“I think that we are pleased with the response, and it is what we anticipated,” Murphy said during a news conference in the Capitol to update the program’s status.
Teams are sorting, evaluating and scoring the applications with a goal of issuing permits by the end of June. Licensees will then have six months to get up and running.
Some regulations have been released, but the rest are expected to come out in the next months, Murphy said.
She said her agency has opened about half of the packets, and they were split fairly evenly between those who want to be growers and processors and those who want to operate dispensaries.
She released the names of those entities, but not information about who owns them and where they plan to operate. Murphy said the rest of the applicants would be disclosed publicly in about a month.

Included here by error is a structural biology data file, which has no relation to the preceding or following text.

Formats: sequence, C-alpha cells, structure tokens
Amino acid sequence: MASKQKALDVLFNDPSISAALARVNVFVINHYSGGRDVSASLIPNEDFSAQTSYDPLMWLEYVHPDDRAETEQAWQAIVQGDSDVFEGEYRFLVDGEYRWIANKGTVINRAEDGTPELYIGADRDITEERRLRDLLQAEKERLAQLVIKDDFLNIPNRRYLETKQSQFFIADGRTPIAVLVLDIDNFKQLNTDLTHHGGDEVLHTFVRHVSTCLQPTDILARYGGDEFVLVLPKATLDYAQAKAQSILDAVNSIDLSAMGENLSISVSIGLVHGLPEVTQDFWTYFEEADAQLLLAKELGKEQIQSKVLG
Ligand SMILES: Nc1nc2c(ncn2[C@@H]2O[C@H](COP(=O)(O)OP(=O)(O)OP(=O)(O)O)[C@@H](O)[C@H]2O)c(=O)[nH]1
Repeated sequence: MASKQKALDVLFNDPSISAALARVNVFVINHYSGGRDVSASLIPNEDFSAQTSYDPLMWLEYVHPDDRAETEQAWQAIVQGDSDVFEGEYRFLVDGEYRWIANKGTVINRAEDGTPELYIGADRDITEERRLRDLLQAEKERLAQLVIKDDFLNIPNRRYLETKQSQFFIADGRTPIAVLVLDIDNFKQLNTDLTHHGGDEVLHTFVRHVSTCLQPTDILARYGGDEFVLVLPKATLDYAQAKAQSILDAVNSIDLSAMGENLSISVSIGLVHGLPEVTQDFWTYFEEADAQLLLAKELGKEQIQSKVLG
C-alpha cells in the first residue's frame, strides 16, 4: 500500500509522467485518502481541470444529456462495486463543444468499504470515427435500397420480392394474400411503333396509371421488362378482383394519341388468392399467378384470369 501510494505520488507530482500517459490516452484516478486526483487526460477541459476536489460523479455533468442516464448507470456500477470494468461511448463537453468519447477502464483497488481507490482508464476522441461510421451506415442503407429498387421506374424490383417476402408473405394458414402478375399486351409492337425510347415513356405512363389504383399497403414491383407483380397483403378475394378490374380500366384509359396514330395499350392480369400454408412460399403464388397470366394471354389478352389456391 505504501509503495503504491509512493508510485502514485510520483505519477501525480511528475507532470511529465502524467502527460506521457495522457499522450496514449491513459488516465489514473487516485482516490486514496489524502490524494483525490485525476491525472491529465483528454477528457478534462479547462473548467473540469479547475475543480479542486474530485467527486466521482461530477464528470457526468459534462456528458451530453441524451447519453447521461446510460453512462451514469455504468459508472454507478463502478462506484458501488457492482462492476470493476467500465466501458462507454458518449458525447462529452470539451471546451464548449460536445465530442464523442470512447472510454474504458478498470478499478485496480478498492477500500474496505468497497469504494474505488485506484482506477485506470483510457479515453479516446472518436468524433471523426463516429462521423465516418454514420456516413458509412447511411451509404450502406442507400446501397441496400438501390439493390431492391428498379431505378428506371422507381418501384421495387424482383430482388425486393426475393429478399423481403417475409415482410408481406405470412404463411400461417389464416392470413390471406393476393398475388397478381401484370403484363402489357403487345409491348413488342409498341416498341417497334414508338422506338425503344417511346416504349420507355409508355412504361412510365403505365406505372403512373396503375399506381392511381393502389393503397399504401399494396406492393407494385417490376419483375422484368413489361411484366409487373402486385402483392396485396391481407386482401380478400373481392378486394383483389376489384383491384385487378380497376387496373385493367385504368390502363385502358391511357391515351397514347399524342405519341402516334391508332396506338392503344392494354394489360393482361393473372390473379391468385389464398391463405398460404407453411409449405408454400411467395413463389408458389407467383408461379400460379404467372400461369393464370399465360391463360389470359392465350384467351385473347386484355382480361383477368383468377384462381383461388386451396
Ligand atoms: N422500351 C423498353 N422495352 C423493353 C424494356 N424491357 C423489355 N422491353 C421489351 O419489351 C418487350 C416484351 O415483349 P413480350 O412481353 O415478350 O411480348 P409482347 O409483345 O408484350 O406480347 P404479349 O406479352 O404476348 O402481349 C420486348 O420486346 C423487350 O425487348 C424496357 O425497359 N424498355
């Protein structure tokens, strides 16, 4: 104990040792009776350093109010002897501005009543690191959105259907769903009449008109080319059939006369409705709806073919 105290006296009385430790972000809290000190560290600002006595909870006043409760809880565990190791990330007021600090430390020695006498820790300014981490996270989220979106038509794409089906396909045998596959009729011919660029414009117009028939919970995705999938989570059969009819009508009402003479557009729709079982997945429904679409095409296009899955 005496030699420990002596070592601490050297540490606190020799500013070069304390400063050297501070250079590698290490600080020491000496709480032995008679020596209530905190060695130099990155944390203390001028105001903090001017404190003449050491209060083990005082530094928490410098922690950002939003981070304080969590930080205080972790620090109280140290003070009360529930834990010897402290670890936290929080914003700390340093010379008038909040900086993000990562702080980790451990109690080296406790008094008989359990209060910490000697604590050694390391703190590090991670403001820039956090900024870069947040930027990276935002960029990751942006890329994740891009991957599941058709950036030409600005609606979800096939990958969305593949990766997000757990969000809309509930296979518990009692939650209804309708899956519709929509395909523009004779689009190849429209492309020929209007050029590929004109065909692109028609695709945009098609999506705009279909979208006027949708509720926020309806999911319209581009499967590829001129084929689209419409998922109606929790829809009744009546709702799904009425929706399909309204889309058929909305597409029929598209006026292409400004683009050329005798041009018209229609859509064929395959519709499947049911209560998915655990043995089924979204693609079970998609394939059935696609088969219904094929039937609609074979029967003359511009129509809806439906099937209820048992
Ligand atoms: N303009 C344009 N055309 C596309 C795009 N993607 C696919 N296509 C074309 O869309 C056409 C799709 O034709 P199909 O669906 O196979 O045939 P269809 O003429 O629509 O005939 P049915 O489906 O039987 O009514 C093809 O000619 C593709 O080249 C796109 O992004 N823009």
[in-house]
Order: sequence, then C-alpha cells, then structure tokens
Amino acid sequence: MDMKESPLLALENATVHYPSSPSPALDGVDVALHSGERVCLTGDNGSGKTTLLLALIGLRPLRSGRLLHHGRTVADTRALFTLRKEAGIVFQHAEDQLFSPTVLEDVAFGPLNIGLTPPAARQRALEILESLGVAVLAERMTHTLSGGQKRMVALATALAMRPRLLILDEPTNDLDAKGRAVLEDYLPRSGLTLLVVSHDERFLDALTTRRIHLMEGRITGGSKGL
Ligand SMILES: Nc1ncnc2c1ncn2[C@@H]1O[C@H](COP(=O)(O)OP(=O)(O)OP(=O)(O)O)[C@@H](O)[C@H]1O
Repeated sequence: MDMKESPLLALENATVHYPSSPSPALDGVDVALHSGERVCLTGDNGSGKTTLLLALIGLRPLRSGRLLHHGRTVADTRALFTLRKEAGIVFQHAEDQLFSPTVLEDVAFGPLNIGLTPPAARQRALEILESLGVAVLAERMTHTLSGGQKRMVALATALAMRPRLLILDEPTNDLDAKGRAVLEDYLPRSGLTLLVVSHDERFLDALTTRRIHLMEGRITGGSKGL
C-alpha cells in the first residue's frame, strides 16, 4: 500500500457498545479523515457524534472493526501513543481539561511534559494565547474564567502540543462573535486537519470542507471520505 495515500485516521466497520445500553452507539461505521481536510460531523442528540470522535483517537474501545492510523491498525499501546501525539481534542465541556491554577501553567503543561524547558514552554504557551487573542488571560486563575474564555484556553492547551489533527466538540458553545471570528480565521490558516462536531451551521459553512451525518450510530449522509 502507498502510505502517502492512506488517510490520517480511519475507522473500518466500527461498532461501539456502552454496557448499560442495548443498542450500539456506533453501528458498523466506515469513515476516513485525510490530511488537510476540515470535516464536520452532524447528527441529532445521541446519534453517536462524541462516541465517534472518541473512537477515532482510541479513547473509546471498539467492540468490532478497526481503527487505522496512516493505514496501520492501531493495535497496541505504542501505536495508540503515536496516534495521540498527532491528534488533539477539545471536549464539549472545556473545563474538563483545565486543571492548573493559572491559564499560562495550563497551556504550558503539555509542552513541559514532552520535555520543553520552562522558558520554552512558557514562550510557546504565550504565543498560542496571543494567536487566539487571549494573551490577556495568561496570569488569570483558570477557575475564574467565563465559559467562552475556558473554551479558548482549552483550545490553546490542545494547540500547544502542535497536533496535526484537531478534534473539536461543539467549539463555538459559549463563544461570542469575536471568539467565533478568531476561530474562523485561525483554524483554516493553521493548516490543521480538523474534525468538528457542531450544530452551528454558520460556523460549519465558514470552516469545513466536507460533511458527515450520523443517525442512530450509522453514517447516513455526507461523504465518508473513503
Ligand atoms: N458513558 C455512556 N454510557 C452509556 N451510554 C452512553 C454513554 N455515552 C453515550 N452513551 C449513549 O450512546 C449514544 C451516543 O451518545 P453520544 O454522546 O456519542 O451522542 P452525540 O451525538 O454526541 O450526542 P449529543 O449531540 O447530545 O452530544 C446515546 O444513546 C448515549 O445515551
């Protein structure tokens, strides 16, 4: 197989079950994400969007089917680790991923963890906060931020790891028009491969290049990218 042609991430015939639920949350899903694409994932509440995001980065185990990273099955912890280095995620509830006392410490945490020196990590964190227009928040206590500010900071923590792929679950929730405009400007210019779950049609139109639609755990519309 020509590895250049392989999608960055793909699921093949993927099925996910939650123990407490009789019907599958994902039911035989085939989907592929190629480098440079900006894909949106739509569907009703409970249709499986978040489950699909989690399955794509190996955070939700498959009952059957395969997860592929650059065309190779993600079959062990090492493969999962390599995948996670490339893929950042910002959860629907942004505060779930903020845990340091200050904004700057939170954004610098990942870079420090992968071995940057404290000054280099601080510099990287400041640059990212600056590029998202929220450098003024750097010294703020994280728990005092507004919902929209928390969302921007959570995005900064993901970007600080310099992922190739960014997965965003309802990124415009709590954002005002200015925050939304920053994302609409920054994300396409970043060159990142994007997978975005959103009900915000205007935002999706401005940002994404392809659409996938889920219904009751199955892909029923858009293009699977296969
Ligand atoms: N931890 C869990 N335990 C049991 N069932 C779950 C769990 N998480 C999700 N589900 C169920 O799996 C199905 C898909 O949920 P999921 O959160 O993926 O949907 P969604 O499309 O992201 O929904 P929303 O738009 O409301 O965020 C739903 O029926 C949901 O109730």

The department plans to license up to 12 growers and as many as 27 dispensaries. Each dispensary can operate up to three locations.
Officials expect the drug to be available to patients by May 2018.
A recent anonymous survey of physicians who want to be approved to prescribe medical marijuana found that many wanted to know about the type of continuing medical education they will need to be certified, Murphy said.
Murphy said the agency will soon post information on that topic for doctors.
The Health Department announced last week it picked MJ Freeway to handle a “seed-to-sale” tracking system, which will follow the marijuana from the time a seed is planted until the final product is dispensed to patients and their caregivers. The company will collect data on inventory, amounts dispensed and prices.
The law enacted last year permits patients to take the medicine by pill, oil, vapor, ointment or liquid. It does not allow it in a form that can be smoked.
To be eligible, patients must suffer from one of 17 conditions, including cancer, multiple sclerosis, epilepsy, post-traumatic stress disorder, glaucoma, autism and chronic or intractable pain.